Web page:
Yesterday we had Summer weather while rounding the Florida Keys. Cadets were able to sunbathe on the fantail. Some were even able to get cell reception to make impromptu calls home. Today, however, brought cool, cloudy and damp weather...a gloomy turn.
We’ll stay off of Tampa Bay all day today conducting anchor drills. Deck cadets will practice anchoring three times, while the engineering cadets down in the engine room will be answering the bells (mariner talk for engine commands). Prior to cruise, all of our deck cadets completed anchoring training in the classroom, in the full-mission simulator, and aboard the training vessel Ranger in Buzzards Bay. None of those experiences will teach them as much as the exercises today.
The Kennedy is ten times larger than the Ranger,and the conditions are real world as opposed to the simulator. When the simulator is programmed for 15 knots of wind the sea’s image is changed, but the feel of stepping out on the wing is very different in real life. When the ship is given an astern bell, the simulator does not show how the propeller wash climbs up the starboard side. Although I look forward to these training days, I find I must bite my lip often if I see the cadets make miscalculations on speed or approach angle. But that is real world training, sometimes a mistake is the best lesson learned.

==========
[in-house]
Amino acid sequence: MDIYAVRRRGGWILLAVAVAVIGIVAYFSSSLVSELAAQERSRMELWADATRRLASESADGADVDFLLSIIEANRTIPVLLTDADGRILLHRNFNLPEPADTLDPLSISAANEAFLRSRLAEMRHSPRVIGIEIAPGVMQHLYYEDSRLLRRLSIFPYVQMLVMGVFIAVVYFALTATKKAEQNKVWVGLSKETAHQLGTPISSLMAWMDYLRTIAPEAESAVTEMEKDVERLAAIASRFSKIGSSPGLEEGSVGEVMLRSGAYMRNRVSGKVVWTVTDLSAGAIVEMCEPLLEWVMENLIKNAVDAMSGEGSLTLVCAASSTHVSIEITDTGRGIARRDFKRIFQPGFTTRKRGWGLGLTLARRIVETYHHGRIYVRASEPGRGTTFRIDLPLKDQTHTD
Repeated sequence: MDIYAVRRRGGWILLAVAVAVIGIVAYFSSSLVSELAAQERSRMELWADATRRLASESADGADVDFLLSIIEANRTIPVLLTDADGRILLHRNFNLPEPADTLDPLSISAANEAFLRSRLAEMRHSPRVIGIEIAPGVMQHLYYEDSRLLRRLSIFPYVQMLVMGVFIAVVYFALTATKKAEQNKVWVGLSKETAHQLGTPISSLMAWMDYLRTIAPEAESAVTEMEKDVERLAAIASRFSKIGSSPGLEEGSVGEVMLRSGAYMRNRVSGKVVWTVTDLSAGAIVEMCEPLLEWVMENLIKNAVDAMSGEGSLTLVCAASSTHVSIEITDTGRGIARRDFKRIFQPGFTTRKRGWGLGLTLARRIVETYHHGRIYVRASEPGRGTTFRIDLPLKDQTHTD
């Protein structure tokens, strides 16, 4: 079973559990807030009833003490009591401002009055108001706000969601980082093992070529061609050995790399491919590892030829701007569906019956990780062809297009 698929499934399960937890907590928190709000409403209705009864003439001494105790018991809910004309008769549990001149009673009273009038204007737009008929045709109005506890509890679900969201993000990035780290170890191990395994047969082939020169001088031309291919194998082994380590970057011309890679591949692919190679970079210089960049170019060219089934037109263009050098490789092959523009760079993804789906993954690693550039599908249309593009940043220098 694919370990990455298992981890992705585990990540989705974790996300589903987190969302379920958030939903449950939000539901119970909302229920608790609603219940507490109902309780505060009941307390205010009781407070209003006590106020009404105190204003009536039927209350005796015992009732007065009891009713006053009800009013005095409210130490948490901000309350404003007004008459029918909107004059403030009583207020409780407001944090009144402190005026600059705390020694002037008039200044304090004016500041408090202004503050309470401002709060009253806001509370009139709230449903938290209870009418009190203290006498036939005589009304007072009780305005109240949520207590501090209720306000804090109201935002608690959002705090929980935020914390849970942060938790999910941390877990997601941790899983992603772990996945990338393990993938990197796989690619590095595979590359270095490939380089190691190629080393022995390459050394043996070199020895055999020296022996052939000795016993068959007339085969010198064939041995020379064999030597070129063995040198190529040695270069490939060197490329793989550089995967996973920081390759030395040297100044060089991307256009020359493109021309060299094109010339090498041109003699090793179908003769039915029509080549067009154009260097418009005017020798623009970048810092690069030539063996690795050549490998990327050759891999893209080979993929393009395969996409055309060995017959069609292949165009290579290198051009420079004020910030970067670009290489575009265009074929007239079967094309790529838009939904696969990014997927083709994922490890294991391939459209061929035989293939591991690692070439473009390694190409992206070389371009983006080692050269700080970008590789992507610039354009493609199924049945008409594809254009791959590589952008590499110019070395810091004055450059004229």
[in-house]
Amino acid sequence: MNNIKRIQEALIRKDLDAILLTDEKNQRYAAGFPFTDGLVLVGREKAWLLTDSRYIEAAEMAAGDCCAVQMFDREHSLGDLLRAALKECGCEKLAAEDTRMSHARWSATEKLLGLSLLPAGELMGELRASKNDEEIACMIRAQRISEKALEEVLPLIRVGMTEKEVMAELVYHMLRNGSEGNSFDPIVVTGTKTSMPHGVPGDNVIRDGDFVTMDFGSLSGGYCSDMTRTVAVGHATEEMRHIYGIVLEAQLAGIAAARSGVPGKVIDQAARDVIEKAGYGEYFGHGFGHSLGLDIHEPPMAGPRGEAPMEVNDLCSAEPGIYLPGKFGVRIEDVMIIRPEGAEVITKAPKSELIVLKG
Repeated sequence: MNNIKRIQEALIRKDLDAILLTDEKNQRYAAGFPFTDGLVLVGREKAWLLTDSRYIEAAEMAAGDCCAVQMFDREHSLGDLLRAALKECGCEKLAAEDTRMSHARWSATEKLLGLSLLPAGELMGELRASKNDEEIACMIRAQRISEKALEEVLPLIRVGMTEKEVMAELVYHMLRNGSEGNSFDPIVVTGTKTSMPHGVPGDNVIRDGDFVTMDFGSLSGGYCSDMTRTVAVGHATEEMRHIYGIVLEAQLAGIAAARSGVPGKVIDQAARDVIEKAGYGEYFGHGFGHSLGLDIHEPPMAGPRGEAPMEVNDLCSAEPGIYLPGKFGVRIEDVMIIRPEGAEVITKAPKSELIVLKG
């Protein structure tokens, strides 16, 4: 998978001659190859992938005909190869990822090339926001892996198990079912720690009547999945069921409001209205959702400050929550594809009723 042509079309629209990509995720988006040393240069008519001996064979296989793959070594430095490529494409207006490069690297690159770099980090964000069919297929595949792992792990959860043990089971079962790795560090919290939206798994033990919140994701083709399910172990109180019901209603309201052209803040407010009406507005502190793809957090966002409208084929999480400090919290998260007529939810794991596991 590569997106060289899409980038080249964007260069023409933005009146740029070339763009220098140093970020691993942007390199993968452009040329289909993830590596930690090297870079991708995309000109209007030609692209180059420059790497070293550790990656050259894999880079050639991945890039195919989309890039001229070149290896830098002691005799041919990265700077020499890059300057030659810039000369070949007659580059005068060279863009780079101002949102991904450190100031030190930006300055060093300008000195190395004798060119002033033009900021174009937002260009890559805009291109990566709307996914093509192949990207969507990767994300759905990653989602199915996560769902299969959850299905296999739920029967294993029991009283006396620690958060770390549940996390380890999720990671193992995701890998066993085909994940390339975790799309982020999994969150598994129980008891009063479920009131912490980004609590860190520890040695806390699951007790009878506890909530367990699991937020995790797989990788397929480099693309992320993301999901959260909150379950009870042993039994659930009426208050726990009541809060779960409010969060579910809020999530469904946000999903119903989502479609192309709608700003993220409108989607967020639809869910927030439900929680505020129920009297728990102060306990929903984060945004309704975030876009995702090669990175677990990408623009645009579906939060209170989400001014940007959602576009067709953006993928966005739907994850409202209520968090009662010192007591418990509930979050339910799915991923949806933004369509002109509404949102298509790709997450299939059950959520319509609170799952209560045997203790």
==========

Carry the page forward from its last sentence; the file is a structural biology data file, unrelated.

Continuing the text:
Tonight we’ll head off toward the Southwest Pass of the Mississippi River on schedule to arrive at 0700 on Saturday. Between now and then we will conduct a fire and boat drill, a Captain’s inspection, and a pre-port briefing. We’ll be busy the last 36 hours of this leg!